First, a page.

Now, the Chinese Navy is attempting to secure the country’s claim to an exclusive economic zone (EEZ) of 200 nautical miles from the country’s continental shelf. The legitimacy of the zone is disputed by Japan, and non-combatant US naval vessels have made excursions into these waters in the past. Chinese officials would also like to claim about three million out of nearly five million square kilometers of “coastal real estate” in the East and South China Seas and the Yellow Sea that contain a wealth of oceanic natural resources. Beijing is simply striving to establish better naval control of these areas than its regional neighbors, propelling the Chinese Navy toward the concept of “offshore defense” – a venture that increases the chances of a naval skirmish.
Not only economic interests but also geopolitical ones are fueling China’s naval prowess, particularly in the Taiwan Straits – the most likely naval flashpoint. Beijing’s option to unify Taiwan with the mainland by military force if necessary is no longer fuelled by ideology but geopolitics. As a 2008 US government report correctly put it, Taiwan is regarded as the focal point from which China can ‘break out’ from its centuries-long containment along the Pacific littoral” and secure its immediate security environment within the Asia-Pacific region. This ‘line of containment’ is also known as the oft-mentioned “first-island chain” running south from the Japanese archipelago to the Philippines, which naturally denies the mainland from having unfettered access to the oceanic thoroughfare. The possession of Taiwan would permanently break China’s geographical curse. As a result, the Taiwan Straits – as well as the South China Sea and the Yellow Sea – have become pressing geopolitical priorities that drive China’s expansive military planning and procurement.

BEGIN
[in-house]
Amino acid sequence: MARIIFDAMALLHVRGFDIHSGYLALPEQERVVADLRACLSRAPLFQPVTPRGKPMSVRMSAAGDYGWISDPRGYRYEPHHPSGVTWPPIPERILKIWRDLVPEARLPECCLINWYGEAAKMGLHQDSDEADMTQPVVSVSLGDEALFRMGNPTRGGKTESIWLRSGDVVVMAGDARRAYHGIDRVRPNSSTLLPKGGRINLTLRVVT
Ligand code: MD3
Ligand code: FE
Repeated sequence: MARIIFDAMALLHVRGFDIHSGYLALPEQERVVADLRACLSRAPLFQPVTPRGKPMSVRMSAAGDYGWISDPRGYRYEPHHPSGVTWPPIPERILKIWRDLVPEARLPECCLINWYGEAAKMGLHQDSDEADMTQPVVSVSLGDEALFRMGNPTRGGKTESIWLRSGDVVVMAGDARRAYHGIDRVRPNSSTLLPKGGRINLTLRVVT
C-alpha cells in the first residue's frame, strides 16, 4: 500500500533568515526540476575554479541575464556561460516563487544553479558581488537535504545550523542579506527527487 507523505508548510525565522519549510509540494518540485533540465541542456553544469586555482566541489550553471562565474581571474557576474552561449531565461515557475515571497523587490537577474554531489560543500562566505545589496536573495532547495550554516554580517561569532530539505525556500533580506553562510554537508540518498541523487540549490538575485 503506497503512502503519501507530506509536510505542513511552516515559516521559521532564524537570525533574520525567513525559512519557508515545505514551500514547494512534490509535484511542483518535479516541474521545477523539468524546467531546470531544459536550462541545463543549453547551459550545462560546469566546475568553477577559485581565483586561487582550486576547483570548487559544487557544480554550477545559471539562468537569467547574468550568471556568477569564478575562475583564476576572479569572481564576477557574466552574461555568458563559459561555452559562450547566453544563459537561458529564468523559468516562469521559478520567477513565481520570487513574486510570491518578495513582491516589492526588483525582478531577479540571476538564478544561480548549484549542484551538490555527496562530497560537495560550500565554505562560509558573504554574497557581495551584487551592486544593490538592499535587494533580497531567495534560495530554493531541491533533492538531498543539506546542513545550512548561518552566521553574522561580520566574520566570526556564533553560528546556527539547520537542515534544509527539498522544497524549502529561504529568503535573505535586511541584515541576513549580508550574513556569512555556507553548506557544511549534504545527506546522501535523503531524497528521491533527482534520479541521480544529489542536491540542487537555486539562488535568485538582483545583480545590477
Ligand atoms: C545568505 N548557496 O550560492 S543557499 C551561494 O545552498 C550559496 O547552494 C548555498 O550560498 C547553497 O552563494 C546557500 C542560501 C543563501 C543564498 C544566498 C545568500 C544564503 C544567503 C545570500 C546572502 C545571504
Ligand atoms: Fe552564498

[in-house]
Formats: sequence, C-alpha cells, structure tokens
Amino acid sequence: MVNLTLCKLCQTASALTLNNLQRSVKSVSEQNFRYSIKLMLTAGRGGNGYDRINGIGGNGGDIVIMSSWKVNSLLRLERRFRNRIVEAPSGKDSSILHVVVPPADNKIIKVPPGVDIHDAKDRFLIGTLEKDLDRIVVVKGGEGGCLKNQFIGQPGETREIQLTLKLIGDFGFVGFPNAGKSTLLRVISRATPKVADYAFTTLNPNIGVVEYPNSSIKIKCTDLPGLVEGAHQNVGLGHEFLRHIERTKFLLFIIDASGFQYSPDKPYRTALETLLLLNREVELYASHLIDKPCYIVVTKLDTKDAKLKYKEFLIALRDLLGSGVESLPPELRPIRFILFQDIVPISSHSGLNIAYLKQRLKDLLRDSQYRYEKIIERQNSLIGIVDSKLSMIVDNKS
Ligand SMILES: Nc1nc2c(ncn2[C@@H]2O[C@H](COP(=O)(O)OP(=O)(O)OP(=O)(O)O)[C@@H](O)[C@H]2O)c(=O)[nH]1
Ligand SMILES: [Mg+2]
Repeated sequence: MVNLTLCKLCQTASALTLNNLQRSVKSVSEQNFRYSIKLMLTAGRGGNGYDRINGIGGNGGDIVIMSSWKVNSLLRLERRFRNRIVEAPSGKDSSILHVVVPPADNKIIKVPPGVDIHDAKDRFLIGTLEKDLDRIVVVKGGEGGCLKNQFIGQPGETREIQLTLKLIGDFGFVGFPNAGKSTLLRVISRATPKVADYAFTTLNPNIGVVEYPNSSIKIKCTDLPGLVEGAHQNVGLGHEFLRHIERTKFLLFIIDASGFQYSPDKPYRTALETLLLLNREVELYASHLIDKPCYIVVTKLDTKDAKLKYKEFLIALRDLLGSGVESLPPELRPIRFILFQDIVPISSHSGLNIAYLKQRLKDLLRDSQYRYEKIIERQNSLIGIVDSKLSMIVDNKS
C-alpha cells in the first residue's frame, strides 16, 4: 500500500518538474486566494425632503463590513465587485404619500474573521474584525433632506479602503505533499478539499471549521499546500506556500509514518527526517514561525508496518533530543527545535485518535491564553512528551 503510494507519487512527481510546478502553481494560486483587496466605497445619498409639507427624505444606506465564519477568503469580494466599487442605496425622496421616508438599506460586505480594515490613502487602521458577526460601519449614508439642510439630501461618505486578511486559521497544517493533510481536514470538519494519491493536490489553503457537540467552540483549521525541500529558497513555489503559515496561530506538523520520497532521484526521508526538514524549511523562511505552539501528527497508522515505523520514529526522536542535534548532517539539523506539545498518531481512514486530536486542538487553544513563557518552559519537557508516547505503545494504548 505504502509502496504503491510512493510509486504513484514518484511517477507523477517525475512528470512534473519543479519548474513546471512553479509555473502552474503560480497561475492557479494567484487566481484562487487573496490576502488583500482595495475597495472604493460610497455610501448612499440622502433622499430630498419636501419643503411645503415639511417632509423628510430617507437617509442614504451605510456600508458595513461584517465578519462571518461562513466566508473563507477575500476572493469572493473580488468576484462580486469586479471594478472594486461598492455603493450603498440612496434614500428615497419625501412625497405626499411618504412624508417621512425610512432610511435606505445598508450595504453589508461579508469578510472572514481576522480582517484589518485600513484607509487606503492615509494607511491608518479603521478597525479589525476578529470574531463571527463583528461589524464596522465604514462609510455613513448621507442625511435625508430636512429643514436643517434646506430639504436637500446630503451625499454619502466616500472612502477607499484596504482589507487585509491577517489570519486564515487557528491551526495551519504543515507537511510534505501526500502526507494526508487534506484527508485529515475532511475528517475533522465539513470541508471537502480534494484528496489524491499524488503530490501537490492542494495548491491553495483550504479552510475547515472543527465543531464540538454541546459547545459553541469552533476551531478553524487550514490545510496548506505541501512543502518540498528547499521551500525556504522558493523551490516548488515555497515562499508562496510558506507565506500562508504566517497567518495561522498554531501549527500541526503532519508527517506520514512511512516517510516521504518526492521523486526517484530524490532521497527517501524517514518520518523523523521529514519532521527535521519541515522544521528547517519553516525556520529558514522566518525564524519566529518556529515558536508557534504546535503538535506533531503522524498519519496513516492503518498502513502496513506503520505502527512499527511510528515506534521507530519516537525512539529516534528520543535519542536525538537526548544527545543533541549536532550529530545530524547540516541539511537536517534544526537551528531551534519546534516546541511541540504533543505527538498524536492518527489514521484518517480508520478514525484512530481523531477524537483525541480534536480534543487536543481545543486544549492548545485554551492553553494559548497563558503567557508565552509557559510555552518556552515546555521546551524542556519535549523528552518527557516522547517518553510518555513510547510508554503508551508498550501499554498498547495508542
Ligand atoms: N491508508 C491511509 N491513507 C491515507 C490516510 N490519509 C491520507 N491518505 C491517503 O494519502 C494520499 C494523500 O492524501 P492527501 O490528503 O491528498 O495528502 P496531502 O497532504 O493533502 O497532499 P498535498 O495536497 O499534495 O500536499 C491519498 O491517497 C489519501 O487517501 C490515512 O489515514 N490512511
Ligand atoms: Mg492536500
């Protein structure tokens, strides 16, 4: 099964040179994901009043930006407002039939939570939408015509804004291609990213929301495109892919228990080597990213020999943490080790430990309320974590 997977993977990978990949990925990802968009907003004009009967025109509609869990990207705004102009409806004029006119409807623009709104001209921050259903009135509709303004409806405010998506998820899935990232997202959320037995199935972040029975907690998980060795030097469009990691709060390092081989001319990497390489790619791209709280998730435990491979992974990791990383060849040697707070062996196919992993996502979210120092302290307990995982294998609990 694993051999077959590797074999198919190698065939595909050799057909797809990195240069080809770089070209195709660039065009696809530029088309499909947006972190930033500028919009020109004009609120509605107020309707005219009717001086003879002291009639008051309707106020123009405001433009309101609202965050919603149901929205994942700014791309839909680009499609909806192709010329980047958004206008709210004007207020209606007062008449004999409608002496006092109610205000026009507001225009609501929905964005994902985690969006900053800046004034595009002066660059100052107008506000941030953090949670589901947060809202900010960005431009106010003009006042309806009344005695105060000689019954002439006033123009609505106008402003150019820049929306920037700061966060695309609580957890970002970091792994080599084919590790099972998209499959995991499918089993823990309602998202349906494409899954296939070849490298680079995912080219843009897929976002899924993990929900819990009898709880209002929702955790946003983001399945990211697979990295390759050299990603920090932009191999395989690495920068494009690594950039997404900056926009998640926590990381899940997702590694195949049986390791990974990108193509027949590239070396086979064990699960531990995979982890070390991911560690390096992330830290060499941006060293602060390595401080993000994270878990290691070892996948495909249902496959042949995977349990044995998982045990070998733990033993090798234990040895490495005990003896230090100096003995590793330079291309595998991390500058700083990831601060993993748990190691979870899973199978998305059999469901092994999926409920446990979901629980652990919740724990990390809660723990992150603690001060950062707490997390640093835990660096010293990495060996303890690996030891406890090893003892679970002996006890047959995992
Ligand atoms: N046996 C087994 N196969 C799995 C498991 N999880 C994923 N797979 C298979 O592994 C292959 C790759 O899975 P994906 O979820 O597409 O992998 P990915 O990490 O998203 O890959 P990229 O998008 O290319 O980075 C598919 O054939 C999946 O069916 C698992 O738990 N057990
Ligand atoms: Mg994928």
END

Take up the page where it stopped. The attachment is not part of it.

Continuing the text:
Naval prowess – only one head of the hydra
Moreover, it must be said that China’s growing ‘naval power’ is not only about an expanding fleet of ships and submarines. All militaries advancing towards greater sophistication seek to integrate their sea, air, land and space capabilities in order to increase overall lethality, efficiency and effectiveness. The Chinese Navy is but one head of the country’s military hydra. In a larger sense, the Chinese Navy should be regarded as a placeholder for the sea, air, land, and space-related capabilities that China will bring to bear against an adversary in the maritime realm of conflict.